Data cut-off for the updated analyses was March 29, 2021.
To be eligible, patients needed to have documented multiple myeloma per International Myeloma Working Group criteria; were required to have measurable disease; and to be relapsed, refractory, or intolerant to established multiple myeloma therapies. However, of note, patients were not allowed to have prior BCMA-targeted therapies.
In total, 157 patients were enrolled in the trial, with 40 receiving RP2D.
Patients treated with RP2D were a median age of 62.5 (range, 39-84). The majority were male (65%); triple-class refractory (83%) and refractory to their last line of therapy (88%), with a median of 5 lines of prior therapy received (range, 2-11). Median time since diagnosis to treatment on the RP2D arm was 5.7 years (range, 0.8-17.4).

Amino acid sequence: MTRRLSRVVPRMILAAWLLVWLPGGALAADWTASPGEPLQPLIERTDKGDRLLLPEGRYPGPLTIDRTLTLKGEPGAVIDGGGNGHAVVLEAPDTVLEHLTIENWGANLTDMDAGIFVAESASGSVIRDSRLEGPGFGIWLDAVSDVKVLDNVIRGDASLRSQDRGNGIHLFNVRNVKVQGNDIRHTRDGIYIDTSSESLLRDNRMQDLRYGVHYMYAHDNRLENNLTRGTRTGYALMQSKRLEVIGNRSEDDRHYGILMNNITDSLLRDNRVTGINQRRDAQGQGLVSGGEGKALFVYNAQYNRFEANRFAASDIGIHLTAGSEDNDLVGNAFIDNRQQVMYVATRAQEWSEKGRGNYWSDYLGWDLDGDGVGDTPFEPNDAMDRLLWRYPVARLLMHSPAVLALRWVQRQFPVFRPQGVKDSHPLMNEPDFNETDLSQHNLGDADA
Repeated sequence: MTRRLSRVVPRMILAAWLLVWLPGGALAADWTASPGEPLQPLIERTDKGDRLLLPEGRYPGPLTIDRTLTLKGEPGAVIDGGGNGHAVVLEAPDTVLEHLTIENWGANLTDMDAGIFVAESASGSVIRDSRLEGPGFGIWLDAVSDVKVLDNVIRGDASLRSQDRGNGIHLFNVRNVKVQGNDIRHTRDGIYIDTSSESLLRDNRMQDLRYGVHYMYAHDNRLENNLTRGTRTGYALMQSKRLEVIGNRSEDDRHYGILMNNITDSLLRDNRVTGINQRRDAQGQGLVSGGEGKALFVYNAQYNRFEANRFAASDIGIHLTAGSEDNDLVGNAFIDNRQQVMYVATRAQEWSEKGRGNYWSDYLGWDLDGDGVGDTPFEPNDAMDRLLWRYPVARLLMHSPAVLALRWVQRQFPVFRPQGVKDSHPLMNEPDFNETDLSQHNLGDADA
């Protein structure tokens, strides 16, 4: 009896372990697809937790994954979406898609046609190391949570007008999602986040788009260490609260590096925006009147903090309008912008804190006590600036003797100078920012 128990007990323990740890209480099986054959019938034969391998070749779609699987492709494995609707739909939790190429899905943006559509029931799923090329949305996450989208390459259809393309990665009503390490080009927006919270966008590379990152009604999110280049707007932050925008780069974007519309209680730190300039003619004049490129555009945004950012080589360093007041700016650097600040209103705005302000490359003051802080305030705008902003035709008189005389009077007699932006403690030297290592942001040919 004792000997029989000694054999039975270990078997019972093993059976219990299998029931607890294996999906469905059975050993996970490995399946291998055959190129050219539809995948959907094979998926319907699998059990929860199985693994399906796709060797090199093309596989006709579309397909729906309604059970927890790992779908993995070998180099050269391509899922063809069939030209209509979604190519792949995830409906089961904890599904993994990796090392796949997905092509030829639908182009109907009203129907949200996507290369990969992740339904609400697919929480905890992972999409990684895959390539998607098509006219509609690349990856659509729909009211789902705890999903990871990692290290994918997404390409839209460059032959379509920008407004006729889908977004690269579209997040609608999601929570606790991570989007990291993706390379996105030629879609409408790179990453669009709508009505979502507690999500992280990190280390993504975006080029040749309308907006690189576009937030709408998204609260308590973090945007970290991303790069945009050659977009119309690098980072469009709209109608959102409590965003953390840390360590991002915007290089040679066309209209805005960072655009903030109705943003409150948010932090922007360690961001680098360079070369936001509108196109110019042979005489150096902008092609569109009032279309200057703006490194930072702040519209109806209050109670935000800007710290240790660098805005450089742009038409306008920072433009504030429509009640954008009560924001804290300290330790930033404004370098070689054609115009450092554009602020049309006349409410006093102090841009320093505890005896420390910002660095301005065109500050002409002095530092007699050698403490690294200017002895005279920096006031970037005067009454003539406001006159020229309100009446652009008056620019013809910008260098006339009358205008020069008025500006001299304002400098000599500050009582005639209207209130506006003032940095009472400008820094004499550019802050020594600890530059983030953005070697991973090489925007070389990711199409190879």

Teclistamab appeared well tolerated. The most common grade 3/4 hematologic adverse events (AEs) for the RP2D arm were neutropenia (40%), anemia (28%), thrombocytopenia (20%), and leukopenia (18%). Other grade 3/4 AEs were diarrhea (5%) and fatigue (3%).
The first onset of grade 3/4 cytopenias was generally confined to step-up dosing and cycles 1 and 2 of treatment. Infections were reported in 51% of SC-treated patients, including 21% that were grade 3/4, and 45% in those in the RP2D arm, including 23% that were grade 3/4. Neurotoxicity occurred in 1 patient treated in the SC arm; however, the patient was treated with RP2D, the AE was grade 1, resolved without intervention and the patient remains on therapy. Injection site reactions were reported in 42% of the SC treatment arm, including 50% of those treated with RP2D. Of note, all events were mild and manageable, Krishnan said.
Two deaths were reported across the SC arms; however, none were in the RP2D arm and were not related to treatment with teclistamab.
In total, 28 patients (70%) experienced CRS with the RP2D dose, but all events were grade 1/2 and generally confined to the step-up in the first full dose, she added. CRS occurred at a median onset of 2 days (range, 1-6) in the RP2D arm, lasting for a median of 2 days (range, 1-8).